• Practice other safe habits—Do not add fresh water to an already used water bottle that has been stored in a backpack or car for days. The bottle may be contaminated and need to be washed before adding fresh water.

» Water Bottle Cleaning Tips (PDF)

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Water is a basic need for human survival and overall health. Drinking water and consuming foods and beverages with notable fluid content is a great way to meet the daily recommendation for fluid intake. However, it is important that the water and other fluids you drink or eat are safe. If you use a reusable water bottle to meet your daily fluid requirement, follow the proper cleaning and care steps to avoid a foodborne illness.

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Centers For Disease Control and Prevention, “Get the Facts: Drinking Water and Intake”:

Mayo Clinic, “Health Lifestyle: Nutrition and Healthy Eating”:

University of Maryland (sustainable umd), “Bottled Water Facts: Did You Know?”:

US Food and Drug Administration, “7 Tips for Cleaning Fruits, Vegetables”:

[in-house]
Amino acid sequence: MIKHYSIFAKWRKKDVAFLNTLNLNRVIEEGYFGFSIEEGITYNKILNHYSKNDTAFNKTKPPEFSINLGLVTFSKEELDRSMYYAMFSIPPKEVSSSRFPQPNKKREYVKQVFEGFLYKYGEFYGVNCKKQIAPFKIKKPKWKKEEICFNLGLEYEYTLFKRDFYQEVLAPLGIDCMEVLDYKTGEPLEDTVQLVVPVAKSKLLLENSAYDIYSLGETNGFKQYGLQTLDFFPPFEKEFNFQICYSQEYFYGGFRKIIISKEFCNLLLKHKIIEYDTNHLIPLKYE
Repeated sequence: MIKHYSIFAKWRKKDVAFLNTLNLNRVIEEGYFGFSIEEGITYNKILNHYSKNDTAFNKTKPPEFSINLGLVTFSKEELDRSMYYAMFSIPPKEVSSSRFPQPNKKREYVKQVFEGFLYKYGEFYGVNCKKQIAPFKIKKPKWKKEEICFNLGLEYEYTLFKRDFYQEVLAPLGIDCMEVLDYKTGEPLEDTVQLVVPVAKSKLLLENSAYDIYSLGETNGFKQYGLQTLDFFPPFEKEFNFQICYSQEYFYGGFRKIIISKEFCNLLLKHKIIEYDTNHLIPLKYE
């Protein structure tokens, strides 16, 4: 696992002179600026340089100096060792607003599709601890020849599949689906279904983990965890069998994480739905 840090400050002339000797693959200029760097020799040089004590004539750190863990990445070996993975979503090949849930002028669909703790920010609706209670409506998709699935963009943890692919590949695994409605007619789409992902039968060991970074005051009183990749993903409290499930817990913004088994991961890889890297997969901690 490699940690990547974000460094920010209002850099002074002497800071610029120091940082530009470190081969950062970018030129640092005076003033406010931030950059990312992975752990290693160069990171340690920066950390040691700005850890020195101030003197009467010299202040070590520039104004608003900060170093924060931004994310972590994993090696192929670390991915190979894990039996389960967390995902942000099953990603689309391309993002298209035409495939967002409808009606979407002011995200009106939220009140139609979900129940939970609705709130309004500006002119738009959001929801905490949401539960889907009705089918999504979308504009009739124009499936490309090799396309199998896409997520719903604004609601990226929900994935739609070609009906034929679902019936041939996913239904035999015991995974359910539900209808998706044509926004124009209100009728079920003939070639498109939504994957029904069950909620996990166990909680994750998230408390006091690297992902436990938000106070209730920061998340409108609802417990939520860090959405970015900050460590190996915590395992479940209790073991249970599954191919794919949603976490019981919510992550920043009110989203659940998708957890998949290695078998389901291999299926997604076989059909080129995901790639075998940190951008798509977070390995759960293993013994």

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About the Authors

Bridget Morrisroe-Aman — Family and Consumer Sciences (FCS) Associate Professor, University of Idaho
Laura Sant — FCS Professor, University of Idaho
Shelly Johnson — FCS Professor, University of Idaho
Julie Buck — FCS Professor, University of Idaho
Jang Ho Kim — Food Safety Specialist, University of Idaho
Grace Wittman — FCS Professor, University of Idaho

BUL 971 | Published July 2020 | © 2022 by the University of Idaho

Issued in furtherance of cooperative extension work in agriculture and home economics, Acts of May 8 and June 30, 1914, in cooperation with the U.S. Department of Agriculture, Barbara Petty, Director of University of Idaho Extension, University of Idaho, Moscow, Idaho 83844. The University of Idaho has a policy of nondiscrimination on the basis of race, color, religion, national origin, sex, sexual orientation, gender identity/expression, age, disability or status as a Vietnam-era veteran.